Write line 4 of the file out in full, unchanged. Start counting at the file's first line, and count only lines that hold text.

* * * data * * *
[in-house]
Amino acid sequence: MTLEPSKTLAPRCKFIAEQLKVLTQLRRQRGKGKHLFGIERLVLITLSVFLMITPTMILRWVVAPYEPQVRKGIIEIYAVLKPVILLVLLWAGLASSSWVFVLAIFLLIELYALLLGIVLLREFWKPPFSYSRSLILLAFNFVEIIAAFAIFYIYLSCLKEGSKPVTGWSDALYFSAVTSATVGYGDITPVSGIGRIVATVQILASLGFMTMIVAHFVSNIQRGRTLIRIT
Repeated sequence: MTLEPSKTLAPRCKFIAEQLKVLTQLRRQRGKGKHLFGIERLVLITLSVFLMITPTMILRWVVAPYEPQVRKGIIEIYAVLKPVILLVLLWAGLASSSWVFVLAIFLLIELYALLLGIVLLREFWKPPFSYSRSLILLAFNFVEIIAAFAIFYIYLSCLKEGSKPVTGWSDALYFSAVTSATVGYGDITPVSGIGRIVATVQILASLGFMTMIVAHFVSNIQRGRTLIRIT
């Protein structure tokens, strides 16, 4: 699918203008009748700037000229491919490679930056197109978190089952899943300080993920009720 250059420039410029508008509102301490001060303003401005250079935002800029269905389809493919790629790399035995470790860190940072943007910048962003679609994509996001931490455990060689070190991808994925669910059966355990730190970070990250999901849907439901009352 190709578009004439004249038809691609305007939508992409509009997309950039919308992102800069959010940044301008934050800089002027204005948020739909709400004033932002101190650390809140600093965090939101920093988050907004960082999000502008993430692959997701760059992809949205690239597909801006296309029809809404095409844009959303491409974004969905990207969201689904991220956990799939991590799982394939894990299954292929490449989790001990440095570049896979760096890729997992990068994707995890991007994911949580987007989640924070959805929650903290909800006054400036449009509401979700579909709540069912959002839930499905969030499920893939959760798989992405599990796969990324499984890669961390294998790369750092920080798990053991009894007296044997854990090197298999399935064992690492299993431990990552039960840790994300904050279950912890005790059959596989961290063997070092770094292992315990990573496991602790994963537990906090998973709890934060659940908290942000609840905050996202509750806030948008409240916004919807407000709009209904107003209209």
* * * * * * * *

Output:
């Protein structure tokens, strides 16, 4: 699918203008009748700037000229491919490679930056197109978190089952899943300080993920009720 250059420039410029508008509102301490001060303003401005250079935002800029269905389809493919790629790399035995470790860190940072943007910048962003679609994509996001931490455990060689070190991808994925669910059966355990730190970070990250999901849907439901009352 190709578009004439004249038809691609305007939508992409509009997309950039919308992102800069959010940044301008934050800089002027204005948020739909709400004033932002101190650390809140600093965090939101920093988050907004960082999000502008993430692959997701760059992809949205690239597909801006296309029809809404095409844009959303491409974004969905990207969201689904991220956990799939991590799982394939894990299954292929490449989790001990440095570049896979760096890729997992990068994707995890991007994911949580987007989640924070959805929650903290909800006054400036449009509401979700579909709540069912959002839930499905969030499920893939959760798989992405599990796969990324499984890669961390294998790369750092920080798990053991009894007296044997854990090197298999399935064992690492299993431990990552039960840790994300904050279950912890005790059959596989961290063997070092770094292992315990990573496991602790994963537990906090998973709890934060659940908290942000609840905050996202509750806030948008409240916004919807407000709009209904107003209209």